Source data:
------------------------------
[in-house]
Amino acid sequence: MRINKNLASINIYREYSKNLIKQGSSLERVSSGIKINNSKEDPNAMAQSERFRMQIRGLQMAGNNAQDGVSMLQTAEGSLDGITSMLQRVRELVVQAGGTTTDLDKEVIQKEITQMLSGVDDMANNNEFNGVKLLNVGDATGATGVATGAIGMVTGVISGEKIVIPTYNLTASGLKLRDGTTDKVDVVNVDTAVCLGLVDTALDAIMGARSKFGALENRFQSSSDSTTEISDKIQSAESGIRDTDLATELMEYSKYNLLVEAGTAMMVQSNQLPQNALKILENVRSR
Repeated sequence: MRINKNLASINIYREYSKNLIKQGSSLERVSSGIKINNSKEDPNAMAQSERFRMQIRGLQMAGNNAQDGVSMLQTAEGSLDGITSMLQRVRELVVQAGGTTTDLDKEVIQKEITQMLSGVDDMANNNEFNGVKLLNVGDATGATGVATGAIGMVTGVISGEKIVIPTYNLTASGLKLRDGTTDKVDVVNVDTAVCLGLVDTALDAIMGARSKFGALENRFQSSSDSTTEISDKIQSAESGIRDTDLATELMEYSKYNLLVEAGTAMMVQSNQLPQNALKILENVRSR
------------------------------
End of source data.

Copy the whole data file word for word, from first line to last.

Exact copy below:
[in-house]
Amino acid sequence: MRINKNLASINIYREYSKNLIKQGSSLERVSSGIKINNSKEDPNAMAQSERFRMQIRGLQMAGNNAQDGVSMLQTAEGSLDGITSMLQRVRELVVQAGGTTTDLDKEVIQKEITQMLSGVDDMANNNEFNGVKLLNVGDATGATGVATGAIGMVTGVISGEKIVIPTYNLTASGLKLRDGTTDKVDVVNVDTAVCLGLVDTALDAIMGARSKFGALENRFQSSSDSTTEISDKIQSAESGIRDTDLATELMEYSKYNLLVEAGTAMMVQSNQLPQNALKILENVRSR
Repeated sequence: MRINKNLASINIYREYSKNLIKQGSSLERVSSGIKINNSKEDPNAMAQSERFRMQIRGLQMAGNNAQDGVSMLQTAEGSLDGITSMLQRVRELVVQAGGTTTDLDKEVIQKEITQMLSGVDDMANNNEFNGVKLLNVGDATGATGVATGAIGMVTGVISGEKIVIPTYNLTASGLKLRDGTTDKVDVVNVDTAVCLGLVDTALDAIMGARSKFGALENRFQSSSDSTTEISDKIQSAESGIRDTDLATELMEYSKYNLLVEAGTAMMVQSNQLPQNALKILENVRSR